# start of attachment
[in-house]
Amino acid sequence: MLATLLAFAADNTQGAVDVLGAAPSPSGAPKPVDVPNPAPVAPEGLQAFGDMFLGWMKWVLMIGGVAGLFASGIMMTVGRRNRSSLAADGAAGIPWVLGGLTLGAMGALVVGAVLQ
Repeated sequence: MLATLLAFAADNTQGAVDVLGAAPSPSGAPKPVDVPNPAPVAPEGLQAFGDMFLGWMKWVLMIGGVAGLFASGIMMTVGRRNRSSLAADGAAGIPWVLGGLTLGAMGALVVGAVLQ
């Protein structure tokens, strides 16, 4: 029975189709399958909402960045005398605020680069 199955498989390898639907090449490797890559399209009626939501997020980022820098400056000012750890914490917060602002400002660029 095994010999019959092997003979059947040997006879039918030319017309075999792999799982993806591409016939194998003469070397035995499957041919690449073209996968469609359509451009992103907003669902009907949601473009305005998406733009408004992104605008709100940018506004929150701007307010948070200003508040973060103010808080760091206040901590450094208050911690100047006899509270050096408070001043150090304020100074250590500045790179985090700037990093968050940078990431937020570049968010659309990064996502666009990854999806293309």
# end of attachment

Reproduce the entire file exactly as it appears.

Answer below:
[in-house]
Amino acid sequence: MLATLLAFAADNTQGAVDVLGAAPSPSGAPKPVDVPNPAPVAPEGLQAFGDMFLGWMKWVLMIGGVAGLFASGIMMTVGRRNRSSLAADGAAGIPWVLGGLTLGAMGALVVGAVLQ
Repeated sequence: MLATLLAFAADNTQGAVDVLGAAPSPSGAPKPVDVPNPAPVAPEGLQAFGDMFLGWMKWVLMIGGVAGLFASGIMMTVGRRNRSSLAADGAAGIPWVLGGLTLGAMGALVVGAVLQ
């Protein structure tokens, strides 16, 4: 029975189709399958909402960045005398605020680069 199955498989390898639907090449490797890559399209009626939501997020980022820098400056000012750890914490917060602002400002660029 095994010999019959092997003979059947040997006879039918030319017309075999792999799982993806591409016939194998003469070397035995499957041919690449073209996968469609359509451009992103907003669902009907949601473009305005998406733009408004992104605008709100940018506004929150701007307010948070200003508040973060103010808080760091206040901590450094208050911690100047006899509270050096408070001043150090304020100074250590500045790179985090700037990093968050940078990431937020570049968010659309990064996502666009990854999806293309």